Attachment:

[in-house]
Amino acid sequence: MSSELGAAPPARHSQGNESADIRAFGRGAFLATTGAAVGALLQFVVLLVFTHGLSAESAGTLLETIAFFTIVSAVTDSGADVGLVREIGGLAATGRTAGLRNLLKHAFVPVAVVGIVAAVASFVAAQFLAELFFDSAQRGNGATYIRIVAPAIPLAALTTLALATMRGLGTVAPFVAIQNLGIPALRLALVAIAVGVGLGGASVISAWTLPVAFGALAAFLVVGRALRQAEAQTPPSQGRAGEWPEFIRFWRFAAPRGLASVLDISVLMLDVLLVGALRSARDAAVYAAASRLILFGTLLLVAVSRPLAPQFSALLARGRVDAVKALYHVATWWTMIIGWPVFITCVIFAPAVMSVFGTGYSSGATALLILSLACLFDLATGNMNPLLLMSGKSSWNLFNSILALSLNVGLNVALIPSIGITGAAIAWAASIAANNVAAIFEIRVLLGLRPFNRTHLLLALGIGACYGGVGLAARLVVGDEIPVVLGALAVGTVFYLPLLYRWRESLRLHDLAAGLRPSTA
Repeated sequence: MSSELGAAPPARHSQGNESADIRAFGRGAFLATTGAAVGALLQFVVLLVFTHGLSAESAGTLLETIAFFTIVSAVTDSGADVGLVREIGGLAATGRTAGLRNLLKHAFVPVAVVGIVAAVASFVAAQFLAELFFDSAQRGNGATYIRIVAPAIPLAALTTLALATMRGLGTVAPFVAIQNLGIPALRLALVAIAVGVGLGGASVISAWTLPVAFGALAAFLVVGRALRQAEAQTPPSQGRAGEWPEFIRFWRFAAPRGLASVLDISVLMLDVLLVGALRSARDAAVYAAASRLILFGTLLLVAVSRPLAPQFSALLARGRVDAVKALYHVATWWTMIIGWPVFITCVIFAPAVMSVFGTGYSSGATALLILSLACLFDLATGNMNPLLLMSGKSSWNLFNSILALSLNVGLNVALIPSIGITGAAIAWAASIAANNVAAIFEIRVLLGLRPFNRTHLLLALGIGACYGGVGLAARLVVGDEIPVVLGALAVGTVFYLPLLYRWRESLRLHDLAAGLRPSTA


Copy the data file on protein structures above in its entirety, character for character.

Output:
[in-house]
Amino acid sequence: MSSELGAAPPARHSQGNESADIRAFGRGAFLATTGAAVGALLQFVVLLVFTHGLSAESAGTLLETIAFFTIVSAVTDSGADVGLVREIGGLAATGRTAGLRNLLKHAFVPVAVVGIVAAVASFVAAQFLAELFFDSAQRGNGATYIRIVAPAIPLAALTTLALATMRGLGTVAPFVAIQNLGIPALRLALVAIAVGVGLGGASVISAWTLPVAFGALAAFLVVGRALRQAEAQTPPSQGRAGEWPEFIRFWRFAAPRGLASVLDISVLMLDVLLVGALRSARDAAVYAAASRLILFGTLLLVAVSRPLAPQFSALLARGRVDAVKALYHVATWWTMIIGWPVFITCVIFAPAVMSVFGTGYSSGATALLILSLACLFDLATGNMNPLLLMSGKSSWNLFNSILALSLNVGLNVALIPSIGITGAAIAWAASIAANNVAAIFEIRVLLGLRPFNRTHLLLALGIGACYGGVGLAARLVVGDEIPVVLGALAVGTVFYLPLLYRWRESLRLHDLAAGLRPSTA
Repeated sequence: MSSELGAAPPARHSQGNESADIRAFGRGAFLATTGAAVGALLQFVVLLVFTHGLSAESAGTLLETIAFFTIVSAVTDSGADVGLVREIGGLAATGRTAGLRNLLKHAFVPVAVVGIVAAVASFVAAQFLAELFFDSAQRGNGATYIRIVAPAIPLAALTTLALATMRGLGTVAPFVAIQNLGIPALRLALVAIAVGVGLGGASVISAWTLPVAFGALAAFLVVGRALRQAEAQTPPSQGRAGEWPEFIRFWRFAAPRGLASVLDISVLMLDVLLVGALRSARDAAVYAAASRLILFGTLLLVAVSRPLAPQFSALLARGRVDAVKALYHVATWWTMIIGWPVFITCVIFAPAVMSVFGTGYSSGATALLILSLACLFDLATGNMNPLLLMSGKSSWNLFNSILALSLNVGLNVALIPSIGITGAAIAWAASIAANNVAAIFEIRVLLGLRPFNRTHLLLALGIGACYGGVGLAARLVVGDEIPVVLGALAVGTVFYLPLLYRWRESLRLHDLAAGLRPSTA